Axe Handle by Gary Snyder

With the idea that a poem is never out of place , not that I am much of a reader, and that it can never be predicted in what way it may strike any one in particular, I’m just going to post this one over.

Axe Handles

One afternoon the last week in April

Showing Kai how to throw a hatchet

One-half turn and it sticks in a stump.

He recalls the hatchet-head

Without a handle, in the shop

And go gets it, and wants it for his own.

A broken-off axe handle behind the door

Is long enough for a hatchet,

We cut it to length and take it

With the hatchet head And working hatchet, to wood block.

There I begin to shape the old handle

With the hatchet, and the phrase

First learned from Ezra Pound

Rings in my ears!

“When making an axe handle

the pattern is not far off.”

And I say this to Kai

“Look: We’ll shape the handle

By checking the handle

Of the axe we cut with-”

And he sees. And I hear it again:

It’s in Lu Ji’s Wen Fu, fourth century

A.D. “Essay on Literature”-in the

Preface: “In making the handle

Of an axe

By cutting wood with an axe

The model is indeed near at hand.”

My teacher Shih-hsiang Chen

Translated that and taught it years ago

And I see: Pound was an axe,

Chen was an axe,I am an axe

And my son a handle, soon

To be shaping again,

model And tool,

craft of culture,

How we go on.

— Gary Snyder

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9 thoughts on “Axe Handle by Gary Snyder

  1. There was a man, maybe he was thinking,he sat at a desk in front of an old clock, where in letters of gold the hour was noon. As luck he happened to look at it just at noon. Now consider the clock was not running properly…There was this old clock whose History was always a mystery. Although no one knew how, with a characteristically human sort of behaviour, the man composed a small treatise on its History.

  2. But you rang my bell… Or ? And if you press this suggestion I can try to tell you why I had linked our present rationality on axes with something political, just as you did tend to do. Or ?
    It can do no harm to try although it would probably give me pain. And there seems but two objections, for years I studied my awful books but now I long to play with my axes and stay on my back inducing myself to leave the world beyond like an innocuous individual. But they’d say ” don’t you see what a selfish man you may be” which would certainly not soothe my remorses.
    The second objection is that I may maximise the native English speaker’s bad luck in respect of discrepancies of translation from Taco English to Oxbridge English. Words are notoriously ill matched between those two remote languages, not to render more complicated some of the sophisticated questions involving anthropology (not to be understood as those special studies, but as to what is inspired by a conception of humanity).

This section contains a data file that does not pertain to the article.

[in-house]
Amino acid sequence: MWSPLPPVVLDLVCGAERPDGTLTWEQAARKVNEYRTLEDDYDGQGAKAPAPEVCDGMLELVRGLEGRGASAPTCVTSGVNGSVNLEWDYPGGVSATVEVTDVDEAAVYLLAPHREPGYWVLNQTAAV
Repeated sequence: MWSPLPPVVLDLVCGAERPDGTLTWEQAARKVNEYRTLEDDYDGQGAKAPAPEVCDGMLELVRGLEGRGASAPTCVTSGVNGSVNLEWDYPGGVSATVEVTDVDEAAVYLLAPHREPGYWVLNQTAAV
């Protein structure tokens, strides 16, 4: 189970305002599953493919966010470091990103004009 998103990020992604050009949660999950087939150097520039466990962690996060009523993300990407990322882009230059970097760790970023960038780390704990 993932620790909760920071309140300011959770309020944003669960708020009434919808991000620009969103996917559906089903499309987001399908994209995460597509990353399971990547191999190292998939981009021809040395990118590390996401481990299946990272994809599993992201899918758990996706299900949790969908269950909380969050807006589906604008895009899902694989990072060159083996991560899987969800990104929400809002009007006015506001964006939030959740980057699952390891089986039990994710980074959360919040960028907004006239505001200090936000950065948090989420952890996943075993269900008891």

3. You had better go ahead then, it’s not good to repress.

    Oh, I have some curious things around here I want to let you see in light of your coming restorations. I’ll make pictures and send them though these things are all stacked up in a dark unused corner of the stall so maybe there is little to make out.

  4. It would just be an attempt to refrain foundationalism, in more than one way. People like to feel that what they read is a quest for the truth. I would just substitute a mythology by other mythologies (which I have more sympathy for). That would be what I would encourage, with some
    arguments nonetheless. And perhaps, some disambiguated views on the way. I have major reasons for rejecting the explanatory process, but I just felt sometimes that a nice blog like yours diserve a tao of the axe with a “picaresque grandeur”.

    “Going up that river was like travelling back to the earliest beginnings of the world, when vegetation rioted on the earth and the big trees were kings. An empty stream, a great silence, an impenetrable forest. The air was warm, thick, heavy, sluggish. There was no joy in the brilliance of sunshine. The long stretches of the waterway ran on, deserted, into the gloom of overshadowed distances. On silvery sandbanks hippos and alligators sunned themselves side by side. The broadening waters flowed through a mob of wooded islands; you lost your way on that river as you would in a desert, and butted all day long against shoals, trying to find the channel, till you thought yourself bewitched and cut off forever from everything you had known once -somewhere- far away in another existence perhaps. There were moments when one’s past came back to one, as it will sometimes when you have not a moment to spare to yourself; but it came in the shape of an unrestful and noisy dream, remembered with wonder amongst the overwhelming realities of this strange world of plants, and water, and silence. And this stillness of life did not in the least resemble a peace. It was the stillness of an implacable force brooding over an inscrutable intention. It looked at you with a vengeful aspect.”